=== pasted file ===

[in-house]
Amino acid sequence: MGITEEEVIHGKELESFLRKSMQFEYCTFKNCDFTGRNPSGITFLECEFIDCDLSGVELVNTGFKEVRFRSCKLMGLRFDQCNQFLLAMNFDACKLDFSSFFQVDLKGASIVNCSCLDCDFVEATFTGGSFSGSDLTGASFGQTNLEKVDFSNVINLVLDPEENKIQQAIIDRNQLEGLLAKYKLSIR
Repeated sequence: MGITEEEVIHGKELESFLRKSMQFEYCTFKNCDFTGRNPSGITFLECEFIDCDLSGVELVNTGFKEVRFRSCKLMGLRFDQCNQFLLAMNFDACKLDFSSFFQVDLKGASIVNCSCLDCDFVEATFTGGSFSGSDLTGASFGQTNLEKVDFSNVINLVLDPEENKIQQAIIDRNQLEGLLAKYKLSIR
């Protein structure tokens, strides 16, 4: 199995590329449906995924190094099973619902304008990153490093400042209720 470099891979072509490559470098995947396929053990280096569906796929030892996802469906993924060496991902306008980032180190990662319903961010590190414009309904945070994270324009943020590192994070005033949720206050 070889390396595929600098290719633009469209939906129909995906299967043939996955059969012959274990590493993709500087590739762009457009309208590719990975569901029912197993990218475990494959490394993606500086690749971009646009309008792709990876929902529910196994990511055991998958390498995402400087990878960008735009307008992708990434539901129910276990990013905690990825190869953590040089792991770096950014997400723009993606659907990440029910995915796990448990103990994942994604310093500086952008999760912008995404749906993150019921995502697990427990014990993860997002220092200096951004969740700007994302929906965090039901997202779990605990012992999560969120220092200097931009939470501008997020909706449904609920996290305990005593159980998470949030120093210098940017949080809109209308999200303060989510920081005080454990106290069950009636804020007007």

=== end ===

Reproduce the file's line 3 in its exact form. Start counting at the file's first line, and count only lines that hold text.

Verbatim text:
Repeated sequence: MGITEEEVIHGKELESFLRKSMQFEYCTFKNCDFTGRNPSGITFLECEFIDCDLSGVELVNTGFKEVRFRSCKLMGLRFDQCNQFLLAMNFDACKLDFSSFFQVDLKGASIVNCSCLDCDFVEATFTGGSFSGSDLTGASFGQTNLEKVDFSNVINLVLDPEENKIQQAIIDRNQLEGLLAKYKLSIR